Win32 and misconceptions

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Win32 and misconceptions

There has been a fear campaign targeting Win32. Microsoft is responsible for it. This site is adding fuel to the fire that Win32 doesn’t belong in a “modern” world. Let’s look at common misconceptions surrounding Win32.

One can argue that downloading programs from the Internet isn’t the safest way to get software. I can agree with that. So let’s put Win32 programs in controlled environment, a Store. This is what I always thought would happen. I’m still surprised it hasn’t happened.

If you want “modern” Win32 program management outside Enterprise you are limited to “hobby” solutions such as Chocolatey. Chocolatey gets the job done, but it isn’t something a regular Windows user installs. Steam exists for games so the lack of a Win32 application store is surprising. After all Win32 is the world’s greatest software platform for any form of productivity, at home or at work.

What makes people afraid of downloading Win32 programs from a controlled environment like Windows Store? I don’t get it. Well-written Win32 programs don’t slow down your system. In a store they would be checked for malware and annoying installers would be a thing of the past.

Let’s address sweeping accusations of “Windows rot”. I have never experienced Windows-rot, simply because it isn’t real. What is real are identifiable problems related to programs, drivers, Windows updates or Windows itself. Malware also exists.

Many “Windows rot issues” stem from OEM images. Often junk-filled with lots of unnecessary programs and processes. Starting with a clean Windows iso is the best way to never get caught by “OEM rot”. If you lose special drivers from the OEM image you can download them manually. Just make sure you have the network driver before you wipe your disk clean. OEMs have been a disaster for Windows’ reputation. Some machines are barely usable out of the box. Some Lenovo consumer machines can’t be cleaned, because Lenovo will reinstall crapware through UEFI when you reboot. I’m not making this up, but business ThinkPads seem spared.

So say you experience “Windows rot”. What to do? Well, start by looking in Windows Task Manager or use the excellent program Process Explorer. What’s eating your CPU cycles? Also look in Task Manager for start-up programs which may be legit programs, but don’t need to run all the time. Ccleaner gives you a better view of start-up programs, scheduled tasks and even browser extensions.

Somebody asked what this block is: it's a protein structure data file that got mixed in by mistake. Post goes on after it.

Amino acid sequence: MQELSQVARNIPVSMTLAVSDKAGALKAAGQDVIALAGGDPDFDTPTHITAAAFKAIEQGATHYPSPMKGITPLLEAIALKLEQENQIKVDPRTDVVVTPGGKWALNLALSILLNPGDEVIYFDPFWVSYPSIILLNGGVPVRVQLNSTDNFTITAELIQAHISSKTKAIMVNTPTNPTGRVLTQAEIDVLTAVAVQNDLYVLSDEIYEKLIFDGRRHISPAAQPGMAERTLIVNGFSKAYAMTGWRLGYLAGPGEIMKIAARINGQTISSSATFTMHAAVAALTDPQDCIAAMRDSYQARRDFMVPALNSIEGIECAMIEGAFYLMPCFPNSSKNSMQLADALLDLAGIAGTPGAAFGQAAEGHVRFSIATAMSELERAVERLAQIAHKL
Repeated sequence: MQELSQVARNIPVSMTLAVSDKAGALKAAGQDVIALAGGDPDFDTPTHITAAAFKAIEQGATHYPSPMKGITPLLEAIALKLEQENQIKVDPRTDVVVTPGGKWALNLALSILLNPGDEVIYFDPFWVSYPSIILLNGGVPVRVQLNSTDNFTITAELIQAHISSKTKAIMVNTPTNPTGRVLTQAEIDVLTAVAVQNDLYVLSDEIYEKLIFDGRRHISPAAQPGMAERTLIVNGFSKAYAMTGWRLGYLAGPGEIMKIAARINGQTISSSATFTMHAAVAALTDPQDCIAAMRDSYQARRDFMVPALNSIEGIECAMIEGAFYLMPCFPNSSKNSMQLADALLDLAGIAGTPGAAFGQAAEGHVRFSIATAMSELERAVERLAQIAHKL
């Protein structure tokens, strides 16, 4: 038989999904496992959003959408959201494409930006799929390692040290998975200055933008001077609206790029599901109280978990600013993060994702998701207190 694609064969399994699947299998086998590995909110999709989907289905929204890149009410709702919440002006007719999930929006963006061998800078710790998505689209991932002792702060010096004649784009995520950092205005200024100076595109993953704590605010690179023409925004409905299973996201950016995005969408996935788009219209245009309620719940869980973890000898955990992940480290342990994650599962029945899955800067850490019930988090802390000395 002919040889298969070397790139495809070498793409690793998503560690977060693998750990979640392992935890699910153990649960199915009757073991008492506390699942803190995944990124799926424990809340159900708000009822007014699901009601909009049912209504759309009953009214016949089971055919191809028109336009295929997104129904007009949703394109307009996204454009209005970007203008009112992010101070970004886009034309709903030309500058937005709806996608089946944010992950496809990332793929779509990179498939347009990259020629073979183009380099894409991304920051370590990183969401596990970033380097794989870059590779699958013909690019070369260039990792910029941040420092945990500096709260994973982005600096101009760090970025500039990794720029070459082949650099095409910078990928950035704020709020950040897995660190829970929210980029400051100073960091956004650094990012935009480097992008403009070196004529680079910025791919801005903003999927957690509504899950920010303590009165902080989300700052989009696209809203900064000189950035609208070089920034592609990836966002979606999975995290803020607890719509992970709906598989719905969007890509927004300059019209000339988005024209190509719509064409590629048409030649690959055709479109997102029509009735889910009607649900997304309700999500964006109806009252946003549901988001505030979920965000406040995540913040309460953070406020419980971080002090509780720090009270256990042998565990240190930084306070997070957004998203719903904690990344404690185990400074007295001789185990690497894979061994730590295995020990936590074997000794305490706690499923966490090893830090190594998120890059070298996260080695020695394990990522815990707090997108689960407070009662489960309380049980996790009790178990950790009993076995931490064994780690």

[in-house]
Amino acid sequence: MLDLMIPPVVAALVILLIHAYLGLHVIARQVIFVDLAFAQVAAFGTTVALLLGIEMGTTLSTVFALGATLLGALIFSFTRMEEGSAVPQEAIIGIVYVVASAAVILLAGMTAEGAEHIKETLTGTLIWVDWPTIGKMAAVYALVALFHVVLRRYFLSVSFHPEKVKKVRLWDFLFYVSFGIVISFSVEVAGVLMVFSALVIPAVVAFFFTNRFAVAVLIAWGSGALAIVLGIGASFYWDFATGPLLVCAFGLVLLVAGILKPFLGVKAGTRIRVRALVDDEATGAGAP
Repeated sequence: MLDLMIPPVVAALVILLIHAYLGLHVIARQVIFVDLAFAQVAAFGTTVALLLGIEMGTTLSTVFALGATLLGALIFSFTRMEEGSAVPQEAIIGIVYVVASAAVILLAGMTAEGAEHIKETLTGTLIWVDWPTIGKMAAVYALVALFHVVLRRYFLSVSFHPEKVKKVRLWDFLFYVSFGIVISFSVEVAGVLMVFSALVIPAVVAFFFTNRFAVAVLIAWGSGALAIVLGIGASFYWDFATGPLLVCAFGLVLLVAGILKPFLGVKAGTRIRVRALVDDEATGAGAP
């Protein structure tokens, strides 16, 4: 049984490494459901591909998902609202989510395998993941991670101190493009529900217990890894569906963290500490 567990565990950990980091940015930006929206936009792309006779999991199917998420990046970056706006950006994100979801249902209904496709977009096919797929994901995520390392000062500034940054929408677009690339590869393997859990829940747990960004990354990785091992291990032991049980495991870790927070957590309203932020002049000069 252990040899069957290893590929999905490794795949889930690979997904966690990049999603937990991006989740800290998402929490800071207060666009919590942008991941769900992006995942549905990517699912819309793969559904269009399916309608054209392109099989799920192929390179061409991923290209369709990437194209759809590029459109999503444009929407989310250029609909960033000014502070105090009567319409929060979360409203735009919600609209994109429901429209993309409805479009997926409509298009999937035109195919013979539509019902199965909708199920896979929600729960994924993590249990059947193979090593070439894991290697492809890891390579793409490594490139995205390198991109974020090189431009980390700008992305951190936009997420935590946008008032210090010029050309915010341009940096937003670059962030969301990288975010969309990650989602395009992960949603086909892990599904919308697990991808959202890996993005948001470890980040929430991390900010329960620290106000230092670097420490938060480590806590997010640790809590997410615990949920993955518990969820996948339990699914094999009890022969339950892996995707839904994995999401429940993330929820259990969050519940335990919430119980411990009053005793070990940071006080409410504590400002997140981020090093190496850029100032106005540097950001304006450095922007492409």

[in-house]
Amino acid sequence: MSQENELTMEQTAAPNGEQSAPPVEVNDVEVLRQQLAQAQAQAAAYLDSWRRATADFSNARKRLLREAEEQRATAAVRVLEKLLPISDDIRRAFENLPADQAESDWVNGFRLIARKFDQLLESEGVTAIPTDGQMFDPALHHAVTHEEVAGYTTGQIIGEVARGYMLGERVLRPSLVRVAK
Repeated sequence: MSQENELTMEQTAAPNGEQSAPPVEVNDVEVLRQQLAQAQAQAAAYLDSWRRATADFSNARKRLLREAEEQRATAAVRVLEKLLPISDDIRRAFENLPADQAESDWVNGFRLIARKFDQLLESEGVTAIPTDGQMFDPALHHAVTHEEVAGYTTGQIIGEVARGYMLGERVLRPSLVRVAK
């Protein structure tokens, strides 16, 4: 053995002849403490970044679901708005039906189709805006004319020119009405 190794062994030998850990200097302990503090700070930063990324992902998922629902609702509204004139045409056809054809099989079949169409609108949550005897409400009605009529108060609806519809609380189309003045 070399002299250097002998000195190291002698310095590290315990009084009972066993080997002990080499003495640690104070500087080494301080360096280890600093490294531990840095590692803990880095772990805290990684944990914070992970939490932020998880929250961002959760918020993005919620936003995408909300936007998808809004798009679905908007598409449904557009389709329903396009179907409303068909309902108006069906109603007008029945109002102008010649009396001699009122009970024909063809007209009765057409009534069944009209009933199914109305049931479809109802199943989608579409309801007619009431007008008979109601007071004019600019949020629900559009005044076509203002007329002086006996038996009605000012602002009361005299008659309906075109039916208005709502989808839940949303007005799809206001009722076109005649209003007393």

If a program is problematic, upgrade/downgrade/reinstall or uninstall it. Same goes for Windows updates (and drivers). If it is a System process causing trouble, use services.msc or a GUI tweak tool to disable it or set it to manual start. Black Viper (blackviper.com) has a list of services for every Windows version which are safe to disable.

I have rarely seen a Windows problem (in 20+ years) that couldn’t be identified (and solved) by basic troubleshooting. Google is there to help you. When you have identified what is causing “Windows rot”, just search for it and Internet will help you solve it. My Windows machines tend to become faster – not slower – because I optimize them more and more the longer I use them. Windows Update can be a problem, but waiting a week or two gives Microsoft the time to pull a bad update. That’s why manual control of updates is crucial, not only for Enterprise.

The problems we have discussed are related to Windows, but not particularly to Win32. Some people like to blame Win32 for “Windows rot”, when in fact Win32 is just an API for writing Windows programs. Sure, programs may cause problems, but bad programs, drivers and Windows updates will always cause trouble. Win32 programs installed from a Store would be just as tested as Windows updates, wouldn’t they…?

This may be one reason for Microsoft’s Win32 resistance. MS doesn’t want to test every Win32 program so instead they write a “UWP-sandbox” that isolates the program from the system. It saves MS a lot of work (developers have to do that work), but also enforces handicapped apps. This is the “lazy approach”. Bad UWP apps can find their way into the Store because not much testing is done. MS is confident that these apps can’t cause harm anyway.

Compare this “lazy approach” with small teams of Linux distro maintainers who build and test 40K – 50K packages every release. There is no reason MS can’t have 500K well tested Win32 programs in the Store including automatic testing of all the updates. MS could even put a few restrictions on the programs like Apple does in the Mac App Store. For example no auto-start, all installed files go into a specific folder, even not touching the registry… Portable programs would fulfill those requirements from day one, just needing the Store to put an icon in the start menu. I think developers would support Windows Store if Windows Store supported their Win32 programs with minor modifications.

Conclusion: There are no sane technical arguments against Win32 which can’t be solved with minor modifications and a Store. It’s just politics… and unwillingness to actively curate a Store. Steam can do it and so can Microsoft.

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